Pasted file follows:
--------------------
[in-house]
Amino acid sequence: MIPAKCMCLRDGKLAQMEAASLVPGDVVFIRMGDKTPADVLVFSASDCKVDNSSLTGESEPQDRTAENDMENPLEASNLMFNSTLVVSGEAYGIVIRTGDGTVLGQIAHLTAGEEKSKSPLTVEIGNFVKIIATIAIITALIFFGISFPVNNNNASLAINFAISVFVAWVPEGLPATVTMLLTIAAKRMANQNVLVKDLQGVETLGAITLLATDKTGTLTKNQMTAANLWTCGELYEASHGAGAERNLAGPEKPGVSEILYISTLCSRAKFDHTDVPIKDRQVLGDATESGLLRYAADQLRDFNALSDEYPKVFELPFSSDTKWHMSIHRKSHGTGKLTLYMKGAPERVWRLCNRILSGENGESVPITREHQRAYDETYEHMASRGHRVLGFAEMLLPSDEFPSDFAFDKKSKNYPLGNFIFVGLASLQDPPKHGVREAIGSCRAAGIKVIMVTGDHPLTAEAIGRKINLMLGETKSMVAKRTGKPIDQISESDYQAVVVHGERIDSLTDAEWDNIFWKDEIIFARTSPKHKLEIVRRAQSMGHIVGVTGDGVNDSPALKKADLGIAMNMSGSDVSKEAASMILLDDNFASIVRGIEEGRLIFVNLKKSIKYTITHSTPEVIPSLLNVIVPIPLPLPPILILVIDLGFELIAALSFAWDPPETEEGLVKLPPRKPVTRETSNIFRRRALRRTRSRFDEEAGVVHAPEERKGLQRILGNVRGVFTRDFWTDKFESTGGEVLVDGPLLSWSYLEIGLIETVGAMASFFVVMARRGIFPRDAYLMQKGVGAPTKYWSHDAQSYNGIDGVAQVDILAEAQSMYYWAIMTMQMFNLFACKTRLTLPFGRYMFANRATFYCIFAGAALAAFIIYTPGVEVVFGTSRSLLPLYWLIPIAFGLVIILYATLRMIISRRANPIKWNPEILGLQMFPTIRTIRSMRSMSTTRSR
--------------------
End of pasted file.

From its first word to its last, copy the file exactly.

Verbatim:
[in-house]
Amino acid sequence: MIPAKCMCLRDGKLAQMEAASLVPGDVVFIRMGDKTPADVLVFSASDCKVDNSSLTGESEPQDRTAENDMENPLEASNLMFNSTLVVSGEAYGIVIRTGDGTVLGQIAHLTAGEEKSKSPLTVEIGNFVKIIATIAIITALIFFGISFPVNNNNASLAINFAISVFVAWVPEGLPATVTMLLTIAAKRMANQNVLVKDLQGVETLGAITLLATDKTGTLTKNQMTAANLWTCGELYEASHGAGAERNLAGPEKPGVSEILYISTLCSRAKFDHTDVPIKDRQVLGDATESGLLRYAADQLRDFNALSDEYPKVFELPFSSDTKWHMSIHRKSHGTGKLTLYMKGAPERVWRLCNRILSGENGESVPITREHQRAYDETYEHMASRGHRVLGFAEMLLPSDEFPSDFAFDKKSKNYPLGNFIFVGLASLQDPPKHGVREAIGSCRAAGIKVIMVTGDHPLTAEAIGRKINLMLGETKSMVAKRTGKPIDQISESDYQAVVVHGERIDSLTDAEWDNIFWKDEIIFARTSPKHKLEIVRRAQSMGHIVGVTGDGVNDSPALKKADLGIAMNMSGSDVSKEAASMILLDDNFASIVRGIEEGRLIFVNLKKSIKYTITHSTPEVIPSLLNVIVPIPLPLPPILILVIDLGFELIAALSFAWDPPETEEGLVKLPPRKPVTRETSNIFRRRALRRTRSRFDEEAGVVHAPEERKGLQRILGNVRGVFTRDFWTDKFESTGGEVLVDGPLLSWSYLEIGLIETVGAMASFFVVMARRGIFPRDAYLMQKGVGAPTKYWSHDAQSYNGIDGVAQVDILAEAQSMYYWAIMTMQMFNLFACKTRLTLPFGRYMFANRATFYCIFAGAALAAFIIYTPGVEVVFGTSRSLLPLYWLIPIAFGLVIILYATLRMIISRRANPIKWNPEILGLQMFPTIRTIRSMRSMSTTRSR